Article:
Gustav Klimt:
Picture "Beech Forest I" (1902), framed
Proportional view
Picture "Beech Forest I" (1902), framed
Gustav Klimt:
Picture "Beech Forest I" (1902), framed

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ars mundi Exclusive Edition | limited, 499 copies | numbered certificate | reproduction, Giclée print on canvas | on stretcher frame | framed | size 65 x 65 cm

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Product no. IN-688463.R1

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Frame variant
Picture "Beech Forest I" (1902), framed
Gustav Klimt: Picture "Beech Forest I" (1902), framed

Detailed description

Picture "Beech Forest I" (1902), framed

In addition to the paintings of his "golden period", particularly the impressive landscape paintings with which Art Nouveau master Gustav Klimt marked the transition to modern painting. The square composition of the picture is striking; with a fine eye, Klimt recognised the ornamental abstracting effect of the natural spectacle.
Original: Oil on canvas, Gemäldegalerie Neue Meister, Dresden.

High-quality reproduction using the Fine Art Giclée process technique, worked by hand on artist's canvas of fine cotton and stretched like an original painting on an adjustable solid wood stretcher frame. The canvas structure is tangible and visible! In handmade gallery frame. Limited edition of 499 copies. Numbered on a certificate on the back. Size 65 x 65 cm. Exclusively at ars mundi.

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Portrait of the artist Gustav Klimt

About Gustav Klimt

1862-1918, Austrian painter, a famous representative of Viennese Art Nouveau

Gustav Klimt (1862-1918) was already a renowned artist, influencing the Art Nouveau style of Vienna's famous Ringstrasse with his murals and co-founding the Vienna Secession, when he created his "Golden Style". Inspired by the Byzantine mosaics, he inserted ornamental colour surfaces into a golden bed just like encased gemstones. With his visual art, Klimt describes the path of life of human beings who, negatively influenced by instincts, find their redemption in the kiss. The depictions of the body convey a subtle eroticism, although their figures dissolve into ornamental and geometric colour surfaces. He utilized this method not only for his depictions of couples but also for his portraits of rich women and landscape paintings. This two-dimensional style is today the epitome of Klimt's intensely coloured art, which, however, only characterises his work from 1905 onwards.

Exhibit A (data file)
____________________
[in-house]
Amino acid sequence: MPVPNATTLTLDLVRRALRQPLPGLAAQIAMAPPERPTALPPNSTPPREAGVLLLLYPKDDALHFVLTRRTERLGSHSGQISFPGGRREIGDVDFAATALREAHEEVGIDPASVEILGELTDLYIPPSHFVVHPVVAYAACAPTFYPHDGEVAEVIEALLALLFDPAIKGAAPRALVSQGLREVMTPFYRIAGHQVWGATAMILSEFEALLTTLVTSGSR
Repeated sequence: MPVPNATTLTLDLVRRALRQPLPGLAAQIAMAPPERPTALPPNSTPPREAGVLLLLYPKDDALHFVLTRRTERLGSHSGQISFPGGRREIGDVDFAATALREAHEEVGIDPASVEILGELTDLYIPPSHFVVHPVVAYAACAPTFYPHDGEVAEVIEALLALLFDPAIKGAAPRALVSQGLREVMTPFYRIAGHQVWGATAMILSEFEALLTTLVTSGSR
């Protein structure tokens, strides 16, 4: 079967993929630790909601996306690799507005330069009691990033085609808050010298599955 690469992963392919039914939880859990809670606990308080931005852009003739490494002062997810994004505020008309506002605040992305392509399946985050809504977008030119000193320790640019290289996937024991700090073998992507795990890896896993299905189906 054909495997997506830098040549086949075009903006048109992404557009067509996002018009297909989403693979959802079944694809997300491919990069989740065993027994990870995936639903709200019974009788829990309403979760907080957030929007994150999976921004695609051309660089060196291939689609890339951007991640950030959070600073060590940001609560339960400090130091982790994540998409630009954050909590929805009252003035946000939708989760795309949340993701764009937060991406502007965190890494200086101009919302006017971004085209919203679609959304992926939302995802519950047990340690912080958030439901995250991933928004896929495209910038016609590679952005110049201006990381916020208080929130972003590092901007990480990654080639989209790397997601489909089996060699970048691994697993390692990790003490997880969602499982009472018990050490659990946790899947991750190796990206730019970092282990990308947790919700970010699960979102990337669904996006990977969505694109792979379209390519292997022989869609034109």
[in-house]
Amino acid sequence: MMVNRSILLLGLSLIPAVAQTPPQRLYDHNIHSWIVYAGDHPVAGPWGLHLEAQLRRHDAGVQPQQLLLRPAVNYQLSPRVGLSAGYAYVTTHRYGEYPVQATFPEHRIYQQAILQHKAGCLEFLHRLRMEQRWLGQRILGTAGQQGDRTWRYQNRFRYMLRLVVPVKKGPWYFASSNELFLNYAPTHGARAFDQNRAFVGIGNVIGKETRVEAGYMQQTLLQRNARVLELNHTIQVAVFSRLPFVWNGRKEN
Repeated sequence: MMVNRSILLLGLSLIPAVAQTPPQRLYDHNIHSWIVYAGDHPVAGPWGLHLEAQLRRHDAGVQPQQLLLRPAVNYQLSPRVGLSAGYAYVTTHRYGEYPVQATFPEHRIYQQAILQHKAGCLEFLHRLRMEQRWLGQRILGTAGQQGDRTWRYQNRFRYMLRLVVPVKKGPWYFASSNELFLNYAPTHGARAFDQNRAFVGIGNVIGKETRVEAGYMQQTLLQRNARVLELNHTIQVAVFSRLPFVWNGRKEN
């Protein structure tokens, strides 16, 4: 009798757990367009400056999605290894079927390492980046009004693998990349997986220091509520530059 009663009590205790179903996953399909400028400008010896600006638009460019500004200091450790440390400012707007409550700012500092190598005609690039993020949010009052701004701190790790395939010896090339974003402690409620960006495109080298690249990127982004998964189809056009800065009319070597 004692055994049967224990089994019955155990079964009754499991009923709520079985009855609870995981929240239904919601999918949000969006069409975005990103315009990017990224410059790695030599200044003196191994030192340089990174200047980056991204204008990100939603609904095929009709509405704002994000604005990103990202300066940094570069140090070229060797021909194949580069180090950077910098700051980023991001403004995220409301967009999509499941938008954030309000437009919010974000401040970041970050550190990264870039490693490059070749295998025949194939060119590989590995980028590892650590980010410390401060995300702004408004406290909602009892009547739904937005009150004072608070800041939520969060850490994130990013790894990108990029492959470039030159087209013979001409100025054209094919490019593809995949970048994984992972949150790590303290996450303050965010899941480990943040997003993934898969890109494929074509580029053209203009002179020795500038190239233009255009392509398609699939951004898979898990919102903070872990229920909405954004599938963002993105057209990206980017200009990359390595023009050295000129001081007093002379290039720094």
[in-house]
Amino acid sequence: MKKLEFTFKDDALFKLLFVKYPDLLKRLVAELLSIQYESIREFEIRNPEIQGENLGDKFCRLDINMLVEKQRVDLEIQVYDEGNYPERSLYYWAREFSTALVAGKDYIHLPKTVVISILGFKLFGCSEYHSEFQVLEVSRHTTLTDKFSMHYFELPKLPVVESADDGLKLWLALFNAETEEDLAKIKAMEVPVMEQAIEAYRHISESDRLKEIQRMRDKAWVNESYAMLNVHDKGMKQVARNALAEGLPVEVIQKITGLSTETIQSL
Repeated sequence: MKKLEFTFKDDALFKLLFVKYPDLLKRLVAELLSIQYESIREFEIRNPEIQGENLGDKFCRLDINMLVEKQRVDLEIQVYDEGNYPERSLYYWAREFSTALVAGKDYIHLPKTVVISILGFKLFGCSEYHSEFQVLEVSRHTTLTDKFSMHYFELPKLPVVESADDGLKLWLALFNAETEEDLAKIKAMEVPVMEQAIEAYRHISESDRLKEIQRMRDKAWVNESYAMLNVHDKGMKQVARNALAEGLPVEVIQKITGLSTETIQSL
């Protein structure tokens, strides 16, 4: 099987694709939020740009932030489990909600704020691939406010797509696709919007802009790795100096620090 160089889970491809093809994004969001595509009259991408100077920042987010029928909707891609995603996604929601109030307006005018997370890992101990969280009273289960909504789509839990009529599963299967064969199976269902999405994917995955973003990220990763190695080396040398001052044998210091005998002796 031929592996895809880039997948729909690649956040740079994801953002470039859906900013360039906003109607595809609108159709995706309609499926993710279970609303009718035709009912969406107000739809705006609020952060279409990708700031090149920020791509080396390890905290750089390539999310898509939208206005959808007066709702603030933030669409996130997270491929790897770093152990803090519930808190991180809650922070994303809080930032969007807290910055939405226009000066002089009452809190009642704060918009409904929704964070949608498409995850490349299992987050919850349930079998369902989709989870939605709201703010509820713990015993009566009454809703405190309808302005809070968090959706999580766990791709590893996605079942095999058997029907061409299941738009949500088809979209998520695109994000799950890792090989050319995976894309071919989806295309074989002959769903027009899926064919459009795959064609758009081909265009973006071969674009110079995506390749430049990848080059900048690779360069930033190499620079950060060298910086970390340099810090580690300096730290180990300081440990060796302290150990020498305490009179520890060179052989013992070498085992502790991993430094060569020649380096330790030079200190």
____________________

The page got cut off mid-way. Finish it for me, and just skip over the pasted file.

Klimt was not only adept at gold and opulence but was also a brilliant draughtsman. He produced numerous drawings in the course of his life. Mostly as preliminary studies for larger works.

As a son of an engraver, Klimt learned his craft at Vienna‘s School of Applied Arts. While still seeking to find his own artistic style, his early work is based on historicism especially influenced by Hans Makart, the artist Prince of the Habsburg monarchy in the late 19th century. Together with his brother Ernst and Franz Matsch, the three young painters formed an artistic community and received numerous commissions to design new buildings on Vienna's Ringstrasse. The staircases of Vienna's Burgtheater or the Museum of Fine Arts bear witness to the historicist style of this collaborative team.

In the late 1890s, like so many young and open-minded artists of the fin de siècle, Gustav Klimt abandoned the academic tradition. In 1897, together with other artists, he founded the "Wiener Secession", which he presided over as president until his resignation in 1905. To this day, the Secession's exhibition building remains a place and temple for new young art.

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